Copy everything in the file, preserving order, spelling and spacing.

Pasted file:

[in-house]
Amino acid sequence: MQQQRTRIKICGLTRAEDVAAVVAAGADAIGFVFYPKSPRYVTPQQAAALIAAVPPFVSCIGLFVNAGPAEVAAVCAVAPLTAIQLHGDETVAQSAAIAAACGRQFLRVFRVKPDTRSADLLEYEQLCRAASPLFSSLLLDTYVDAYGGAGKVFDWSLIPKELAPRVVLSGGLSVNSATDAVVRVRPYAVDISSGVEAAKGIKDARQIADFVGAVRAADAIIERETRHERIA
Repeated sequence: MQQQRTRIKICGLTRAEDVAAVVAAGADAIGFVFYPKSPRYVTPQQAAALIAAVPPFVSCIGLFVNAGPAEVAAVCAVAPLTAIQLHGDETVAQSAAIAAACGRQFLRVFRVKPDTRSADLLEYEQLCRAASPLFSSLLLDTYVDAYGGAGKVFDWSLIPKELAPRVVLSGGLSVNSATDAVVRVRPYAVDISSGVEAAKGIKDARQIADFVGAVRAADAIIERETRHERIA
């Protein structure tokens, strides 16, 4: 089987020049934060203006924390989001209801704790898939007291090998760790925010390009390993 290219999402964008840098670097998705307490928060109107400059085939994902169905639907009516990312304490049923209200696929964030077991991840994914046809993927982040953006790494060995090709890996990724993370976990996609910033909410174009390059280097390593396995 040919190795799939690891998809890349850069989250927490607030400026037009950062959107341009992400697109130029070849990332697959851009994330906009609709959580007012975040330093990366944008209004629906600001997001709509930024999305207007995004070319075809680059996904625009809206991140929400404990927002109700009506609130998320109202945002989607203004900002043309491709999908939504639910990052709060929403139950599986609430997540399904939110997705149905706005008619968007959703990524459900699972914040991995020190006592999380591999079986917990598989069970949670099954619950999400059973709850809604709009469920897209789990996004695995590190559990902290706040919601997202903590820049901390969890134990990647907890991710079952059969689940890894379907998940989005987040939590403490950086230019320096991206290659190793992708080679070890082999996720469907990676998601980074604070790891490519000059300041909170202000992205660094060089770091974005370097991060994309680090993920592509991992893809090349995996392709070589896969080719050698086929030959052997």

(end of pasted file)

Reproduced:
[in-house]
Amino acid sequence: MQQQRTRIKICGLTRAEDVAAVVAAGADAIGFVFYPKSPRYVTPQQAAALIAAVPPFVSCIGLFVNAGPAEVAAVCAVAPLTAIQLHGDETVAQSAAIAAACGRQFLRVFRVKPDTRSADLLEYEQLCRAASPLFSSLLLDTYVDAYGGAGKVFDWSLIPKELAPRVVLSGGLSVNSATDAVVRVRPYAVDISSGVEAAKGIKDARQIADFVGAVRAADAIIERETRHERIA
Repeated sequence: MQQQRTRIKICGLTRAEDVAAVVAAGADAIGFVFYPKSPRYVTPQQAAALIAAVPPFVSCIGLFVNAGPAEVAAVCAVAPLTAIQLHGDETVAQSAAIAAACGRQFLRVFRVKPDTRSADLLEYEQLCRAASPLFSSLLLDTYVDAYGGAGKVFDWSLIPKELAPRVVLSGGLSVNSATDAVVRVRPYAVDISSGVEAAKGIKDARQIADFVGAVRAADAIIERETRHERIA
């Protein structure tokens, strides 16, 4: 089987020049934060203006924390989001209801704790898939007291090998760790925010390009390993 290219999402964008840098670097998705307490928060109107400059085939994902169905639907009516990312304490049923209200696929964030077991991840994914046809993927982040953006790494060995090709890996990724993370976990996609910033909410174009390059280097390593396995 040919190795799939690891998809890349850069989250927490607030400026037009950062959107341009992400697109130029070849990332697959851009994330906009609709959580007012975040330093990366944008209004629906600001997001709509930024999305207007995004070319075809680059996904625009809206991140929400404990927002109700009506609130998320109202945002989607203004900002043309491709999908939504639910990052709060929403139950599986609430997540399904939110997705149905706005008619968007959703990524459900699972914040991995020190006592999380591999079986917990598989069970949670099954619950999400059973709850809604709009469920897209789990996004695995590190559990902290706040919601997202903590820049901390969890134990990647907890991710079952059969689940890894379907998940989005987040939590403490950086230019320096991206290659190793992708080679070890082999996720469907990676998601980074604070790891490519000059300041909170202000992205660094060089770091974005370097991060994309680090993920592509991992893809090349995996392709070589896969080719050698086929030959052997």